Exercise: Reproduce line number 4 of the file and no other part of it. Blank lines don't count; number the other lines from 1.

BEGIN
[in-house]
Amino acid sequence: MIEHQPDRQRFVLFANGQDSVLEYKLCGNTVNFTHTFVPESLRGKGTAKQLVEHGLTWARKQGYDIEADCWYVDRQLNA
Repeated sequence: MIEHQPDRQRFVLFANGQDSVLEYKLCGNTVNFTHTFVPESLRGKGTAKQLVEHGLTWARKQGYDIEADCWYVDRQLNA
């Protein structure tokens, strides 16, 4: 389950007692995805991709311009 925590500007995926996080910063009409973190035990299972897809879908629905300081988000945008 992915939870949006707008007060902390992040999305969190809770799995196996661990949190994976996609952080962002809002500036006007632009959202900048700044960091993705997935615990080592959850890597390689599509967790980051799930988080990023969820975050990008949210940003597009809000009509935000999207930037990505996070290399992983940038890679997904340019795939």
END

């Protein structure tokens, strides 16, 4: 389950007692995805991709311009 925590500007995926996080910063009409973190035990299972897809879908629905300081988000945008 992915939870949006707008007060902390992040999305969190809770799995196996661990949190994976996609952080962002809002500036006007632009959202900048700044960091993705997935615990080592959850890597390689599509967790980051799930988080990023969820975050990008949210940003597009809000009509935000999207930037990505996070290399992983940038890679997904340019795939």